Ernst & Young LLP (EY US) launched the EY Career Path Accelerator in summer 2021 to help provide an alternative and more affordable path to the accounting profession. Since the program’s inception, over 500 current and former EY interns have enrolled. More than half of learners identify as Black, Indigenous or people of color, and about 65% have received more than $600,000 in need-based funding through the EY Foundation.

Students complete this program while pursuing their bachelor’s degree, or in the summer after graduating, and they become eligible to join EY US after completing four years of college. The EY Career Path Accelerator, which can be scaled to handle all CPA track candidates at EY US, also enables students to sit in any jurisdiction across the US.

Learn how we’re building a more equitable work world through our EY commitment to diversity, equity, and inclusion (DEI) in our 2022 DEI Report.

EY US Diversity, Equity and Inclusion report (2022 release). Find out more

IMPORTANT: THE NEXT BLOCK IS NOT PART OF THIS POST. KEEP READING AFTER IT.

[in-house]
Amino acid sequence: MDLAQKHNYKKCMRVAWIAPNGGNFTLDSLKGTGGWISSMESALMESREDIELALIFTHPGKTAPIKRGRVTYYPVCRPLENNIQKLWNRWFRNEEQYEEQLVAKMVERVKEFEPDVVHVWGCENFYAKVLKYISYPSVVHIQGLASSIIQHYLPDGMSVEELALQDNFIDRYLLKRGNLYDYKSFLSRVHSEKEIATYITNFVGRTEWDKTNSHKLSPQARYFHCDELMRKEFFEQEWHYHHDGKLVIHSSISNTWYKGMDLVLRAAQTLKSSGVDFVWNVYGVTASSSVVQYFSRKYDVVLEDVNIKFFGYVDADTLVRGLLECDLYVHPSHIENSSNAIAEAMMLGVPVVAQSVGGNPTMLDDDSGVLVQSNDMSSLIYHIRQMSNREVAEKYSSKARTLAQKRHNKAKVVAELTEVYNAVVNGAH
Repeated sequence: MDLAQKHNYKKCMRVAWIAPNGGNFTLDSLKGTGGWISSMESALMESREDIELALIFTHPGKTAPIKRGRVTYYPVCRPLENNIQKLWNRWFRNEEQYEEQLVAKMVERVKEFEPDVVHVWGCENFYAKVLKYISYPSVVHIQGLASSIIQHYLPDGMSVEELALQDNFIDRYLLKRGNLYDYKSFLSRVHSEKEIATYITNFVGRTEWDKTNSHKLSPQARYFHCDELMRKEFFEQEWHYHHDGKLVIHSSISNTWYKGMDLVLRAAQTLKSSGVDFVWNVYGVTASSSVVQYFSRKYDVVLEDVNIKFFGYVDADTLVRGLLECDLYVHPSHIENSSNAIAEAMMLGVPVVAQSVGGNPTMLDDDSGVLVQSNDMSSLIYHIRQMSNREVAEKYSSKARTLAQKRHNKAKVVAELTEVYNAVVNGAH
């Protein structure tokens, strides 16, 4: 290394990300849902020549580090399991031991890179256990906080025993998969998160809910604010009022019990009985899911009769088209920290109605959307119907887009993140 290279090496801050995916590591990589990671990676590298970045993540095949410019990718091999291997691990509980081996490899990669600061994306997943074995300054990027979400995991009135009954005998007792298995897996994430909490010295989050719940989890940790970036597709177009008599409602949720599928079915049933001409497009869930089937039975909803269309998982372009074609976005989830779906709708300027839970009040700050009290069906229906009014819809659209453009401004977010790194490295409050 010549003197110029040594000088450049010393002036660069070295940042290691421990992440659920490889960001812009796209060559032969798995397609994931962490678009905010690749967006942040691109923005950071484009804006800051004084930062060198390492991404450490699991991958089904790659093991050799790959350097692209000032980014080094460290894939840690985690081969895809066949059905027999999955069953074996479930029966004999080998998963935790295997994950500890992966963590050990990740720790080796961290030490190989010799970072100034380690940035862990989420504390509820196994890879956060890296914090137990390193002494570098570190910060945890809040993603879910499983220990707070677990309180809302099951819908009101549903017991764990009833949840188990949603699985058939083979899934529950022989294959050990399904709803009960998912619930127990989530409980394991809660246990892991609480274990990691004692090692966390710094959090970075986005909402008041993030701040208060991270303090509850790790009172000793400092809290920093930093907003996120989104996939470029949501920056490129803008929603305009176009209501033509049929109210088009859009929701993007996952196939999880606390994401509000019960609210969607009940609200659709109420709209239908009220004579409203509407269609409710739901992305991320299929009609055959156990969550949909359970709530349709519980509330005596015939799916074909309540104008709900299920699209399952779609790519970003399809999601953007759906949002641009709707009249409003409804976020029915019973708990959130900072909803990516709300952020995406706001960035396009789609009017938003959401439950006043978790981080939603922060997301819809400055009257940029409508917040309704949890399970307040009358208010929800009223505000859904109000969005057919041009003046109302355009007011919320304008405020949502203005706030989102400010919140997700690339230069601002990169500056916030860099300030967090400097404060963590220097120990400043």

Learn more about how EY people are building a better working world through our EY Ripples program

One EY goal is to positively impact 1 billion lives by 2030 through our EY Ripples program. Find out more in the EY Americas Corporate Responsibility FY22 Social Impact Report


The EY Accounting Professional of the Future survey data revealed that accounting and STEM students, along with senior executives, understand the lasting value that a career in accounting can offer. They also agreed on the necessity of improving the image of the profession to better convey the opportunities and benefits that come with pursuing a career in accounting. Furthermore, the data highlighted the perception gaps that exist amongst both groups and provided insights on how organizations can better align with workplace preferences of the next generation, ultimately positioning the accounting profession for future success.

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By EY Americas

Multidisciplinary professional services organization

Related topics Assurance